11:36 AM ET
Mark SchlabachESPN Senior Writer
- Senior college football writer
- Author of seven books on college football
- Graduate of the University of Georgia
A federal judge in California ruled Saturday that celebrity attorney Michael Avenatti, who was convicted of attempting to extort as much as $25 million from Nike, will be temporarily released from prison because of the coronavirus pandemic.
U.S. District Court Judge James Selna ruled that Avenatti should be released from a federal detention center in New York for 90 days. He’ll have to spend 14 days quarantined at a federal facility before moving to Los Angeles.
Avenatti’s attorneys had argued that Avenatti, who rose to fame two years ago while representing porn star Stormy Daniels in her lawsuit against President Donald Trump, was susceptible to the coronavirus because he recently was sickened with pneumonia.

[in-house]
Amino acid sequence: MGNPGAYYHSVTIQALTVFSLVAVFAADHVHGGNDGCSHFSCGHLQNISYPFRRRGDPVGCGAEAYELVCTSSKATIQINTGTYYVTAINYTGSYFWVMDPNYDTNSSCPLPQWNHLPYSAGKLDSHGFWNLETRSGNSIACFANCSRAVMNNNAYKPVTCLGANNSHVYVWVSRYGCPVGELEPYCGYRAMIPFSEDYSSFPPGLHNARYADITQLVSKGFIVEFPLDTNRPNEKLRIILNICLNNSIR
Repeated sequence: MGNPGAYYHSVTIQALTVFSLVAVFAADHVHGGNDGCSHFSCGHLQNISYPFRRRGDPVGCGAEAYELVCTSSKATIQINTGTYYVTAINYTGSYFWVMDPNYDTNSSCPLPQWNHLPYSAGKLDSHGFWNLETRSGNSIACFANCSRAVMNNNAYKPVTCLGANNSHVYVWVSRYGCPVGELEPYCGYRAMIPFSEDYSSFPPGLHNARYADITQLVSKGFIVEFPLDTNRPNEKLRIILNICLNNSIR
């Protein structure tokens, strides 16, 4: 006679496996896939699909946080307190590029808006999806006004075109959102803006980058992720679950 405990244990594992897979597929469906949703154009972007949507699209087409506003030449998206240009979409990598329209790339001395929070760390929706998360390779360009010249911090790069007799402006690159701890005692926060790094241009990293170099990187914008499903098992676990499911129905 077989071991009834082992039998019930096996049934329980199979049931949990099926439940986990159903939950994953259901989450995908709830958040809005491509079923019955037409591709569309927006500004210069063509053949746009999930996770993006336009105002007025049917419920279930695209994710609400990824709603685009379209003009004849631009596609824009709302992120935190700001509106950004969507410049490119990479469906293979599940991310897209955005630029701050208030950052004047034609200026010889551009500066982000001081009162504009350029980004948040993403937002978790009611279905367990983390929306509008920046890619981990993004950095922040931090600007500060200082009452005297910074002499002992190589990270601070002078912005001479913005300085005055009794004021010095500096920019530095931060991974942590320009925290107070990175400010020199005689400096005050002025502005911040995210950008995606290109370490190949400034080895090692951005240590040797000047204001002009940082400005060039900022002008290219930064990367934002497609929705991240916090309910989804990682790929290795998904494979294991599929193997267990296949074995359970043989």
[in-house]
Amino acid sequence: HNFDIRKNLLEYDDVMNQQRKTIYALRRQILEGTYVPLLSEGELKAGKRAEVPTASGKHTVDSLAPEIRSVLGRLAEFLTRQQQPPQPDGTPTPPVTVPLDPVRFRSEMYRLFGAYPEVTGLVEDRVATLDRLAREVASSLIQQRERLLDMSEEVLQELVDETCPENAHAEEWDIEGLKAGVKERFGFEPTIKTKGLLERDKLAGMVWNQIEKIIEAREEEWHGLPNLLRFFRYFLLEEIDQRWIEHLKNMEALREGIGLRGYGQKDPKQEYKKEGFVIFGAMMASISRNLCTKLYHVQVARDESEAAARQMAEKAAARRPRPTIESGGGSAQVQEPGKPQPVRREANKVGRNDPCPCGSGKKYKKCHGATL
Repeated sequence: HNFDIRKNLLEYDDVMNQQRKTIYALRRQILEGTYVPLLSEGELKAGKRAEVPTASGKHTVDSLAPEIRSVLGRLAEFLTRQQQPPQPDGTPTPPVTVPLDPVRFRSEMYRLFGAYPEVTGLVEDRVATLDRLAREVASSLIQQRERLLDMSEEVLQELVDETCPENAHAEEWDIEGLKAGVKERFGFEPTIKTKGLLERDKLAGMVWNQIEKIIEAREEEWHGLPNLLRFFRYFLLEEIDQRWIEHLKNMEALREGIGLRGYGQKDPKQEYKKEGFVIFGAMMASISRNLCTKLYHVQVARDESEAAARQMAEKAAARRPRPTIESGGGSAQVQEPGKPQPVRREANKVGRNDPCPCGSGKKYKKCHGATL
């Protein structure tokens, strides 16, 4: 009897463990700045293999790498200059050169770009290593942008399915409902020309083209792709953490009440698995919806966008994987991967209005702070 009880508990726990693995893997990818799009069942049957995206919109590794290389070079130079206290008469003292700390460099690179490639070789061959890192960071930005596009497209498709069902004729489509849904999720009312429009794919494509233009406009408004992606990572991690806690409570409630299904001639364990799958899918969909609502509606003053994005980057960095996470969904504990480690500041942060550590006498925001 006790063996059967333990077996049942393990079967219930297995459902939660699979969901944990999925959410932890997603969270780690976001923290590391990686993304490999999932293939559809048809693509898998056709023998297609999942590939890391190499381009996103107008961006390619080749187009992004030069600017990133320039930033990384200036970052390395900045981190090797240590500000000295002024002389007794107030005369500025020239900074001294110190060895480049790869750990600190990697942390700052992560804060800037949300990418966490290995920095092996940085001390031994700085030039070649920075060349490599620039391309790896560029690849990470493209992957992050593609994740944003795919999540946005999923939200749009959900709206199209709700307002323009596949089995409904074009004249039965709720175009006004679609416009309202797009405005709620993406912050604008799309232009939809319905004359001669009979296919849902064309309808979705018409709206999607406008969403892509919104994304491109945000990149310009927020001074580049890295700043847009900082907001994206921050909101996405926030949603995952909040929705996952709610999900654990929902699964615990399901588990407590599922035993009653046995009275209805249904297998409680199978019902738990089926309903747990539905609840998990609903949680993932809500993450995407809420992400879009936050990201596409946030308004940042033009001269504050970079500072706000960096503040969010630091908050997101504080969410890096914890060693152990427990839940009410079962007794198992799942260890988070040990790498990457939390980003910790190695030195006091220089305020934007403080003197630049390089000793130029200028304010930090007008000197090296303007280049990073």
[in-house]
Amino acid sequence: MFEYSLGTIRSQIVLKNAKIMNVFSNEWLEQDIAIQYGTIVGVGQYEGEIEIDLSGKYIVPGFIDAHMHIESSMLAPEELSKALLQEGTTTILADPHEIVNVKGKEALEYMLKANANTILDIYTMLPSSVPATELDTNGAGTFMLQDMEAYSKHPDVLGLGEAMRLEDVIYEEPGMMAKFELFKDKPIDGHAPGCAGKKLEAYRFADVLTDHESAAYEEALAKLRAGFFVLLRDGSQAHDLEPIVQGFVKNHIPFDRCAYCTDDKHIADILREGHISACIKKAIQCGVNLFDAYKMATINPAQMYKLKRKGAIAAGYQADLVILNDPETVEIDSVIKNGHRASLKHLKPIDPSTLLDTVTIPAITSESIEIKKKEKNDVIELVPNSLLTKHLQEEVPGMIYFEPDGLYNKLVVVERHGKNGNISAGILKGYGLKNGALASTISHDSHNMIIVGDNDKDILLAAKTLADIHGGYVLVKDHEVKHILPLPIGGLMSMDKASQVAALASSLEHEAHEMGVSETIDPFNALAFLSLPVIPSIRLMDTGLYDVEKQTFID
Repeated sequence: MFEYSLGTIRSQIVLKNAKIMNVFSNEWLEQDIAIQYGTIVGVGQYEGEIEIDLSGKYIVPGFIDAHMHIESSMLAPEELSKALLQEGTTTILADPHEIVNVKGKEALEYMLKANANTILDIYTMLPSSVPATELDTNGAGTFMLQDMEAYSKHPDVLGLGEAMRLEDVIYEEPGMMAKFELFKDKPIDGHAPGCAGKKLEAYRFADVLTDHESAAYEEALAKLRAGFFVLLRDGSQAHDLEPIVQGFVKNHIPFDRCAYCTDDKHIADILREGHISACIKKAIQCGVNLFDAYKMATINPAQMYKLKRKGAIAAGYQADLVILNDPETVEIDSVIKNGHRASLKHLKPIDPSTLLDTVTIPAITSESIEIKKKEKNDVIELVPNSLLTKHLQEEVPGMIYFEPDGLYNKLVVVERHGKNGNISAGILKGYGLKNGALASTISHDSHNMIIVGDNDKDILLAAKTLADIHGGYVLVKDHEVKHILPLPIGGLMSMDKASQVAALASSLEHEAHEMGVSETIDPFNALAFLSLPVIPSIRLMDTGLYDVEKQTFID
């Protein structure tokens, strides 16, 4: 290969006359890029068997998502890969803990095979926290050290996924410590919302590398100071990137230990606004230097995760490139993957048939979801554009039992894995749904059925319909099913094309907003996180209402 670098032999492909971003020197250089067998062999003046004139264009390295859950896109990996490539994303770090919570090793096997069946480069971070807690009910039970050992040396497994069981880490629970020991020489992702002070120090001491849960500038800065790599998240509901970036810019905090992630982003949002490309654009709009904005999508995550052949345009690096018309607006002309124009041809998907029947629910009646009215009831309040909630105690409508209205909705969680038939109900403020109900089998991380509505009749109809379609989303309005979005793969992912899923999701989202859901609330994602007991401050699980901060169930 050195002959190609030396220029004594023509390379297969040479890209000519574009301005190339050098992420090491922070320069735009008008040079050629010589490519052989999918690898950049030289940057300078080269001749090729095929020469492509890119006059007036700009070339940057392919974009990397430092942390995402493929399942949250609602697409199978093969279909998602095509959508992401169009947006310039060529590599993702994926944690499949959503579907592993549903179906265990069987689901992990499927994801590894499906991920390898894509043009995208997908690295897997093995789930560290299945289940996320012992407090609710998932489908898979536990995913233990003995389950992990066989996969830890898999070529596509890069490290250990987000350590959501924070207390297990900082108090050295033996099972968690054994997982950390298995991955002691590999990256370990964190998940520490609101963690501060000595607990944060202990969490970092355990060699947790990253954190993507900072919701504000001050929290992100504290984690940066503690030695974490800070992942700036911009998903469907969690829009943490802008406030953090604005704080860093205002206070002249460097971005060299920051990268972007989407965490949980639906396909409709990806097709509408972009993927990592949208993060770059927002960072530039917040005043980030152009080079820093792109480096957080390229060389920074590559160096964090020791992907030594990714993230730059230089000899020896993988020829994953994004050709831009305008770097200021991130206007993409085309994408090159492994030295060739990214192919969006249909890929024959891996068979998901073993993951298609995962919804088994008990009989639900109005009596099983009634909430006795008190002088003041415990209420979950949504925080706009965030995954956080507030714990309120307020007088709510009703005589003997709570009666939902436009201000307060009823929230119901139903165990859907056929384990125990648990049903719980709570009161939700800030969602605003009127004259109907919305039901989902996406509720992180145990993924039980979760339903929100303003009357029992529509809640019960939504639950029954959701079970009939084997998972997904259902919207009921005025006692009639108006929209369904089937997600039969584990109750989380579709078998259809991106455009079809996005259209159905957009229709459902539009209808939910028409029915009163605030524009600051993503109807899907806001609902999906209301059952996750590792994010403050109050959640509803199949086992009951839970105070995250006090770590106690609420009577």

The judge required Avenatti to post a $1 million bond, wear an electronic monitoring device and shelter in place at a friend’s house in Venice, California. The judge also ordered Avenatti not to open bank accounts or credit cards or use computers and the internet during his release.
In February, a federal jury in New York convicted Avenatti of attempting to extort as much as $25 million from Nike over threats that he would expose misdeeds in the apparel company’s grassroots basketball division.
Avenatti was convicted on felony charges of transmission of interstate communications with intent to extort, attempted extortion and honest services wire fraud.
U.S. District Court Judge Paul G. Gardephe was scheduled to sentence Avenatti on June 17. The convictions for attempted extortion and honest services fraud carry a combined potential penalty of 42 years in prison.
Avenatti faces two other federal criminal cases in which the federal government has charged him with stealing Daniels’ $300,000 book advance and swindling millions of dollars from other clients.